Canada’s job market has been firing on all cylinders but it’s been especially strong for men.

More than 193,000 males took new jobs in Canada last year, almost double the number of females, pushing the unemployment rate for men below 6% for the first time since records began in 1976. The figures mark a divergence from the U.S., where women eclipsed men as the majority of jobholders.

The fastest pace of immigration in the Group of Seven is a big factor behind the trend in Canada, spurring a housing boom that’s pushing up demand for everything from plumbers to electricians. A fast-track visa process is also pulling in workers to the male-dominated field of technology, while male immigrants are more likely than women to work outside the home.

Canada notched another solid year of job gains in 2019, with the unemployment rate hovering near a four-decade low of 5.6%. The female unemployment rate dipped even lower than men, reaching a record 4.9% in May but the big job gains have skewed male.

Jared Menkes, executive vice president at Toronto-based Menkes Developments Ltd., said finding enough labor is a constant source of angst. Central Toronto posted the fastest-growing population in North America last year with a dozen office buildings and countless condos under construction, along with 25 light rail stations, hospitals and all sorts of infrastructure work.

“We are short actual labor, whether it’s a crane operator, whether it’s drywallers, electricians, plumbers, drivers,” Menkes said. “We’re short truck drivers, architects, consultants.”

Ontario Leads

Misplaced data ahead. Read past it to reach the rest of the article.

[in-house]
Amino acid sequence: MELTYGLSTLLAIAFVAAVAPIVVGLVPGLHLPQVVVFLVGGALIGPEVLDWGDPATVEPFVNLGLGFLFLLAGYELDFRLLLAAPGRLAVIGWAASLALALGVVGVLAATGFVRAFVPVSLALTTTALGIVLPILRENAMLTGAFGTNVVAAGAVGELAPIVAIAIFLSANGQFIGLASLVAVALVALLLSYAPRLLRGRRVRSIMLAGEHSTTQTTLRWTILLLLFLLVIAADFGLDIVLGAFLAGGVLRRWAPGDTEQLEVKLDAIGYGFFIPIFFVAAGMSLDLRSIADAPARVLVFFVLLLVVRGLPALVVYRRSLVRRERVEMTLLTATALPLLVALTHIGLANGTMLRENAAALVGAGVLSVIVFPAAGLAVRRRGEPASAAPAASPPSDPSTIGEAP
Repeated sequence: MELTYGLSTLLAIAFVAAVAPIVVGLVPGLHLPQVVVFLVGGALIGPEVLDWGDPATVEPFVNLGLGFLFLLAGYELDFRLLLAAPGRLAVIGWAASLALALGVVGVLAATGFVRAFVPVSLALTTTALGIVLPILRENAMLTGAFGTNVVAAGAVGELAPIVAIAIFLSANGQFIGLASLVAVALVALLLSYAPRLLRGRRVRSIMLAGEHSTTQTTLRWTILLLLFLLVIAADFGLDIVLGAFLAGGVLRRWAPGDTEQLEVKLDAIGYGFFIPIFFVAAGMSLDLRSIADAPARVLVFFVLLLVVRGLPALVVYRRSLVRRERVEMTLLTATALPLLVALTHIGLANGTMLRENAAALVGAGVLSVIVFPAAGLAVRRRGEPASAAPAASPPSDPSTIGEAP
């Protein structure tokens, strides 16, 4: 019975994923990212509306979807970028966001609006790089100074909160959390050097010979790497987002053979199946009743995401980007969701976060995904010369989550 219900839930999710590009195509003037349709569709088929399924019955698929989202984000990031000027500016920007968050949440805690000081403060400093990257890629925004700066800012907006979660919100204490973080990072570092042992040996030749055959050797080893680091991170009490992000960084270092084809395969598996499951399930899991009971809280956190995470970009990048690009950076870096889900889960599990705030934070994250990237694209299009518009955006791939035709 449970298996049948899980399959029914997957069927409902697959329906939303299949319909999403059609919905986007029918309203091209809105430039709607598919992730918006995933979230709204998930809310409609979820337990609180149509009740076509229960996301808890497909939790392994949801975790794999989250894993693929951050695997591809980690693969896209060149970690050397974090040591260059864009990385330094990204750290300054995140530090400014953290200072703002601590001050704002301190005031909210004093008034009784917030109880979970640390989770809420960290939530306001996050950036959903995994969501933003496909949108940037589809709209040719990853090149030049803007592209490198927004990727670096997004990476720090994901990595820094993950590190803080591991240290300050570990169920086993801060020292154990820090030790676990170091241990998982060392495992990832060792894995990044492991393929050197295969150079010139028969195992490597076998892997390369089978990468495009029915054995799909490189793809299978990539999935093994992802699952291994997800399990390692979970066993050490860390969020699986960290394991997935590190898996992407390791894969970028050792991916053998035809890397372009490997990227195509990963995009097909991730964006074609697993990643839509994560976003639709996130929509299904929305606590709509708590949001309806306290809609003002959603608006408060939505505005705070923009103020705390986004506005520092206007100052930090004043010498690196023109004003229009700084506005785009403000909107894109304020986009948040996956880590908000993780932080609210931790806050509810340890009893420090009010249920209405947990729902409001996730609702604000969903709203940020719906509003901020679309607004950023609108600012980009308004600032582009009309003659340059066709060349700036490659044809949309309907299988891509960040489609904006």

To be sure, the headline figures mask stark regional disparities that underscore the difficulties Prime Minister Justin Trudeau is facing. Much of the job creation has been in central Canada while parts of the West struggle with a slump in the energy sector that has gutted thousands of jobs. Many of those may not come back as the world shifts away from fossil fuels and Trudeau’s Liberals push to reduce Canada’s carbon emissions, creating simmering resentment in Alberta.

Ontario, anchored by bustling Toronto, added 133,200 jobs for men in 2019 -- sending the unemployment rate to 5.3% for males versus 5.4% for females. In recent years, the province has reinvented itself from a manufacturing hub to a services juggernaut, reclaiming its spot from Alberta as the main source of male employment. That trend accelerated last year when nearly 70% of all new male employment was concentrated in Ontario.

Kris O’Neill, a 24-year-old crane operator, is one worker benefiting from Ontario’s resurgence.

“There’s a lot of opportunity out there, especially for young people who don’t know what they’re doing in life,” said O’Neill, who often works 10 to 18 hours a day helping to build one of Toronto’s highest office towers at CIBC Square, the future headquarters of Canadian Imperial Bank of Commerce. “I don’t think since this job started I’ve worked less than a 60-hour week.”

Just under half the 463,100 net migrants to Canada in the 12 months ended Sept. 30 went to Ontario.

In the U.S., men have been held back by mismatched skills, a drift to early retirement and the opioid crisis. U.S. President Donald Trump has also clamped down on visas for the high-tech sector, a source of jobs growth in Canada.

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